- Savage Pageant:A Genealogy
When we were little,my sisters (being the youngest, I too) thought the pregnant form was disgusting.Nothing is as plain or crass as expecting: the awkward roundness of past sex on a body-stage and all that skin x stretching xWhat we really wanted wascombustion to burn the deedaround our own real estate. Whatwe really wanted was inelegant: a clean break from the spectacle with gas station snacks and water when we needed.My grandmother had eleven pregnancies and an infection.My mother had four and wished for boys. [End Page 219] Sometimes you can't put all the bonesback where they're supposed to go.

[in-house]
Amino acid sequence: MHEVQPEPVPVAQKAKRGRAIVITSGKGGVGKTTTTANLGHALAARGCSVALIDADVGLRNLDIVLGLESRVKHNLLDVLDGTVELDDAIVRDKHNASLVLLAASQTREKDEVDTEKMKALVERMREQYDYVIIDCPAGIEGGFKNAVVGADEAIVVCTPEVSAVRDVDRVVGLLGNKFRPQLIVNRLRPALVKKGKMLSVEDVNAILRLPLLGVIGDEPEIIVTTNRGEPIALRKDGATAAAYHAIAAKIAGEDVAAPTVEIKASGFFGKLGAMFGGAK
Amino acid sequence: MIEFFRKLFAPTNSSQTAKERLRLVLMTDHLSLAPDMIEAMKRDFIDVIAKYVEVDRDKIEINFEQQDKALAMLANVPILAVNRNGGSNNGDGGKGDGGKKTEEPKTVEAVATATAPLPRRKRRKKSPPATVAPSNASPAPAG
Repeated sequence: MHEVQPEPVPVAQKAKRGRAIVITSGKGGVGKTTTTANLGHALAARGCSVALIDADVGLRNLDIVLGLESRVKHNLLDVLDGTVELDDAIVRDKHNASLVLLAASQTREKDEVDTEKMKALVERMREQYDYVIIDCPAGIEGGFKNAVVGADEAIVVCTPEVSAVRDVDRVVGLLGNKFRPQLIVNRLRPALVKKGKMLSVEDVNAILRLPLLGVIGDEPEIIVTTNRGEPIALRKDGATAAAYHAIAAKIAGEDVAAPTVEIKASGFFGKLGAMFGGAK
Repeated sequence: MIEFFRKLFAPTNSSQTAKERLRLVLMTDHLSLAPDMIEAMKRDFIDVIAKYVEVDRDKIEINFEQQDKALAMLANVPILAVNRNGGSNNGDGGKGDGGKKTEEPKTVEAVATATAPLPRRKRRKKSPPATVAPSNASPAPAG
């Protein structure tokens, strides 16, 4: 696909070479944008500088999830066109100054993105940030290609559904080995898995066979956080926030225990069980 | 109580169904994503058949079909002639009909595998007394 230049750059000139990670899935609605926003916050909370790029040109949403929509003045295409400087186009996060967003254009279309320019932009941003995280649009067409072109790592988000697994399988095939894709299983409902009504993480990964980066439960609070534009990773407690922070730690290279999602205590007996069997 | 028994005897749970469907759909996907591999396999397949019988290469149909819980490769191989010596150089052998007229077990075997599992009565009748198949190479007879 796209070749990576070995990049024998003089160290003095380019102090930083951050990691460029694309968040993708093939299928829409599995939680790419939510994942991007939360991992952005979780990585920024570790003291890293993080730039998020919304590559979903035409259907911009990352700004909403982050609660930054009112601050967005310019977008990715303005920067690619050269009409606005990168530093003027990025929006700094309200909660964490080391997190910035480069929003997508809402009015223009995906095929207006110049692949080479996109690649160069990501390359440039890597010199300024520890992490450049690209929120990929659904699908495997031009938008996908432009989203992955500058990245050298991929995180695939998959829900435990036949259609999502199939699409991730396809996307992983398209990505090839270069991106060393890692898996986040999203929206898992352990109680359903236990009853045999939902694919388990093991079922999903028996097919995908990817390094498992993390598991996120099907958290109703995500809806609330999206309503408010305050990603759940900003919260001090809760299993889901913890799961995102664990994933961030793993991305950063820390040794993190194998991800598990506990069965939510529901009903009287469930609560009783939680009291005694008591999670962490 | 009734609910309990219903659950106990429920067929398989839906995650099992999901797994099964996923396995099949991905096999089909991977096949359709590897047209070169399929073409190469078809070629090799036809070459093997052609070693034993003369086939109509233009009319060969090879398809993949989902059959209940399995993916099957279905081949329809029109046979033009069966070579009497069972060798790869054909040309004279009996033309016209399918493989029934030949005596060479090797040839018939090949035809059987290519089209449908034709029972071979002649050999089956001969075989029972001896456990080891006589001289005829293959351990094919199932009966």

I had a boy and they took you out with a knife. [End Page 220]
Jessica Q. Stark is a mixed-race, Vietnamese poet originally from California. She is a doctoral candidate in English at Duke University where she writes on the intersections of American poetry and comic books. She is the author of three poetry chapbooks, the latest titled Vasilisa the Wise (Ethel Press, 2018). Her chapbook, The Liminal Parade, was selected by Dorothea Lasky for Heavy Feather's Double Take Poetry Prize in 2016. Her poems have appeared in or are forthcoming in Up the Staircase Quarterly, Tupelo Quarterly, Potluck, Glass Poetry Journal, and others. Her first full-length poetry collection, Savage Pageant, is forthcoming with Birds, LLC. She writes an ongoing poetry zine called INNANET and is an Assistant Poetry Editor for AGNI.